Can panels made of gypsum reinforced with glass fibre be used as load-bearing walls replacing brick in a multi-storied building? Can they also be used as floor/roof in place of reinforced cement concrete (RCC) slab? The simple answer is, yes.
A few years ago, Bace Swift Building Systems, Australia, developed a technology to make gypsum strong and water-resistant enough to be used as load-bearing walls. This is by calcining process where glass fibre is combined with gypsum plaster to produce glass fibre reinforced gypsum (GFRG) panels. Now, researchers at IIT Madras have gone a step further.
They have developed a technology to make GFRG panels to be also used as floor/roof, thus eliminating the use of RCC slabs. An eight-storied building, for instance, can be built using the panels as load-bearing walls, floors/roofs and staircases.
They also collaborated in the indigenous development of an excellent water-proofing material. Water-proofing is essential for prolonged durability of the GFRG panels, especially in the case of roofs and toilets.
A demonstration building — ground plus first floor — is being built inside the IIT-M campus. The building, with electrical and sanitary fittings, will be ready on April 8 — just 29 days of construction after the foundation was completed. “It will be ready for occupation when it is completed,” said Prof. Devdas Menon, Department of Civil Engineering, IIT Madras.
The building will have four units — two with a carpet area of 269 sq.ft are for the economically weaker section, and another two, with a carpet area of 497 sq.ft, are for the low-income group (LIG).
A few years ago, a couple of buildings were constructed at the GFRG panel manufacturing plants at RCF in Mumbai and FACT Cochin, and one at Visakhapatnam using the IIT technology. “Those were pilot projects,” said Prof. Menon. “This is a demonstration that the material can be used for cost-effective, mass-scale and quickly buildable housing, with improved water-proofing.”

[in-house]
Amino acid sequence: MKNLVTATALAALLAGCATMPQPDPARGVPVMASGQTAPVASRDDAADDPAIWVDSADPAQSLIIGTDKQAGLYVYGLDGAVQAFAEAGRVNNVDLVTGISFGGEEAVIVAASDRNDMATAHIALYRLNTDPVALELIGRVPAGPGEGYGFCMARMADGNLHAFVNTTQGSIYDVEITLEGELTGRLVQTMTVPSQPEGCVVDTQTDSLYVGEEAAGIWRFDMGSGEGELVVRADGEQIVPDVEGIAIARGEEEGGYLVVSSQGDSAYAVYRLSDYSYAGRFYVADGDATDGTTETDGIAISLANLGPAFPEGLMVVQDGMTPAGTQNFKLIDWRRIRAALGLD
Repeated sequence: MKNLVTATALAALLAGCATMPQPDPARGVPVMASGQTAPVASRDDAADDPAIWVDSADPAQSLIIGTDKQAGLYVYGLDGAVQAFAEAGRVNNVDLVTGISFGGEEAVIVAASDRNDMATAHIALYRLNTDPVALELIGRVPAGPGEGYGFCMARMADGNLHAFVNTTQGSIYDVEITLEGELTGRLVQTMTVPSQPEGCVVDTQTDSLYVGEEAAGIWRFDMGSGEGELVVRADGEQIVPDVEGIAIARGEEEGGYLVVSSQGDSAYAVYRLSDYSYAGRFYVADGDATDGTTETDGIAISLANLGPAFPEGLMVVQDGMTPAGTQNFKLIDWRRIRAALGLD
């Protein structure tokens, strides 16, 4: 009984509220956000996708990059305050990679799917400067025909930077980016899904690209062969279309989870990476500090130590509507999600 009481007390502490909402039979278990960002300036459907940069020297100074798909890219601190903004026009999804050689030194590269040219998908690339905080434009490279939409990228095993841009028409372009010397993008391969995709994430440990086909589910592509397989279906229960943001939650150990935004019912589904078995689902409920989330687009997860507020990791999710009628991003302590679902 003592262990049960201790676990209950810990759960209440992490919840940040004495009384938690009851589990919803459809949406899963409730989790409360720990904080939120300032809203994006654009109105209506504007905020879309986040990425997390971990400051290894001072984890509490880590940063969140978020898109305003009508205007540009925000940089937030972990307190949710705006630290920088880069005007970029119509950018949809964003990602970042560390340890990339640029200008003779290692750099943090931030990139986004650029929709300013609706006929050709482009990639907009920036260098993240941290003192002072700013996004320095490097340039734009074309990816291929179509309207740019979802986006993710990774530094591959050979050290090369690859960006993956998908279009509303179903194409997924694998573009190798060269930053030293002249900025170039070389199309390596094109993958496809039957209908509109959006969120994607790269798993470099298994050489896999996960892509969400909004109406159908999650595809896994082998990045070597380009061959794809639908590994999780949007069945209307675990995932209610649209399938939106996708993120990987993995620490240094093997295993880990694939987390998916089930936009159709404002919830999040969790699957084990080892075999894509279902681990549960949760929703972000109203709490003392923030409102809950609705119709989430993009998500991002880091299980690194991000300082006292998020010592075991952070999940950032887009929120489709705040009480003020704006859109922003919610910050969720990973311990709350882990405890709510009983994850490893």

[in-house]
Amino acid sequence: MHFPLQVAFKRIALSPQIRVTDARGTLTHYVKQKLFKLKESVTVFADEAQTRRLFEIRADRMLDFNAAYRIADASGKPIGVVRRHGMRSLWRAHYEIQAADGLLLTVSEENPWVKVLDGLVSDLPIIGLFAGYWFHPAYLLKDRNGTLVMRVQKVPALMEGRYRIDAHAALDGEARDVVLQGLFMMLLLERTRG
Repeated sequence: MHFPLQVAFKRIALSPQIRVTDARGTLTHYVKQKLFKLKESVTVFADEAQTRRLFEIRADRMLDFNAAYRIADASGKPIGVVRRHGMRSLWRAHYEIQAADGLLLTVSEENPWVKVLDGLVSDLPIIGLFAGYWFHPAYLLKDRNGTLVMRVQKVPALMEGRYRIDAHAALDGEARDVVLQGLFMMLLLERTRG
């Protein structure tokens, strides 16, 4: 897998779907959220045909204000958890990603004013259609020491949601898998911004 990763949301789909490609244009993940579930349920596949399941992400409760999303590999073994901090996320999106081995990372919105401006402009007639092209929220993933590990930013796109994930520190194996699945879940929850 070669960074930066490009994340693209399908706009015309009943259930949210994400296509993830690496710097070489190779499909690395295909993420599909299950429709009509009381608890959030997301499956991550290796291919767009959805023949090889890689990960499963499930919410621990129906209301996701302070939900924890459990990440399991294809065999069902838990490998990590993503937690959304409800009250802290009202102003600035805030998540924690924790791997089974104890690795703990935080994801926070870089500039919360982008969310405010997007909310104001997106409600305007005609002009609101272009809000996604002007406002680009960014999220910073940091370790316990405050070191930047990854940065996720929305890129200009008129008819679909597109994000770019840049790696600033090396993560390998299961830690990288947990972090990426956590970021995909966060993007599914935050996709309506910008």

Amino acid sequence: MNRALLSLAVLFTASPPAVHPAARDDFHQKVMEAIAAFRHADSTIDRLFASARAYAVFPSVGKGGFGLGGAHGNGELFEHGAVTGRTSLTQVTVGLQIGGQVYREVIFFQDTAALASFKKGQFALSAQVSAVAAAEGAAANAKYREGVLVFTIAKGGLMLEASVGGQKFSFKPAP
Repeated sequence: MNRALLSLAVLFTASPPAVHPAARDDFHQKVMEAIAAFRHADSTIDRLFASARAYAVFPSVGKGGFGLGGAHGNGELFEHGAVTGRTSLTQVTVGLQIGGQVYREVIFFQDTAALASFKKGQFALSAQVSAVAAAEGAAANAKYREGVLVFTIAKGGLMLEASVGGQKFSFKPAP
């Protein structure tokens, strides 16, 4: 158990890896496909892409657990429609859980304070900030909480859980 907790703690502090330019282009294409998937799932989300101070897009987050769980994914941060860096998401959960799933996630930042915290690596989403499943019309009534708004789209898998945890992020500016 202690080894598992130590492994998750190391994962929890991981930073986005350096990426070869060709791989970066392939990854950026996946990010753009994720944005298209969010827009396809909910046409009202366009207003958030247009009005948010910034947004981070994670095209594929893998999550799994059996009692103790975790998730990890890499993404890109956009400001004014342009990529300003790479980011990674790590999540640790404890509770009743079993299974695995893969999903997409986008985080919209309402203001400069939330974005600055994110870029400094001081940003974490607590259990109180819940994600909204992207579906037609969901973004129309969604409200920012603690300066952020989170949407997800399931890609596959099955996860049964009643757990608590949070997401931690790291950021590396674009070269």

What makes the rapid construction possible is that the panels are prefabricated and cut to desired sizes based on room sizes with openings for doors and windows.
A panel has two skins of 15 mm thickness that are interconnected at regular intervals (25 cm). The cavities formed by these interconnections are used for several purposes — filling with concrete, and laying electrical conduits and plumbing pipes.
In Australia, the Bace Swift technology has been used for constructing several 2-3 storied buildings. Since the walls act as load-bearing structures, every cavity in the panel is filled with concrete. They use conventional RCC solid slabs for the roof/floor.
“We recommend the use of two steel bars instead of one and filling all cavities with concrete in the lower floors in the case of a high-rise building,” said Prof. A. Meher Prasad of Civil Engineering Department, IIT, Madras. The number of concrete-filled cavities and steel bars keeps reducing from the ground to the topmost floor. The topmost floor will need very few concrete-filled cavities.
A reduction in amount of concrete used in turn reduces the total weight of the building. The ripple effect is the reduction in the foundation cost. The demonstration building at IIT Madras is about 25 per cent cheaper than conventional ones. “There will be greater savings when used for mass-construction,” Prof. Menon stressed. Aside from the savings and speed of construction, the buildings are subjected to lesser earthquake forces. This is because of their lighter weight.
For the floor/roof, the panels are placed over the vertical wall panels and the top skin of every third cavity is cut open. Steel reinforcement is placed in these cut cavities before being filled with concrete. The concrete-filled cavities tend to behave as hidden beams. The panel is then covered with a 5-cm thick concrete topping.
Since the panels have a smooth finish, the need to plaster them (as in the case of brick walls) does not arise. The total weight of the building (dead weight) is reduced substantially
According to the IIT researchers, tests conducted have shown that GFRG panels reinforced with concrete are also capable of resisting lateral loads caused by earthquakes. During an earthquake or strong wind, buildings tend to sway and the walls are subjected to enormous loads exerted laterally.
The Building Material & Technology Promotion Council (BMTPC) has approved GFRG for construction in India.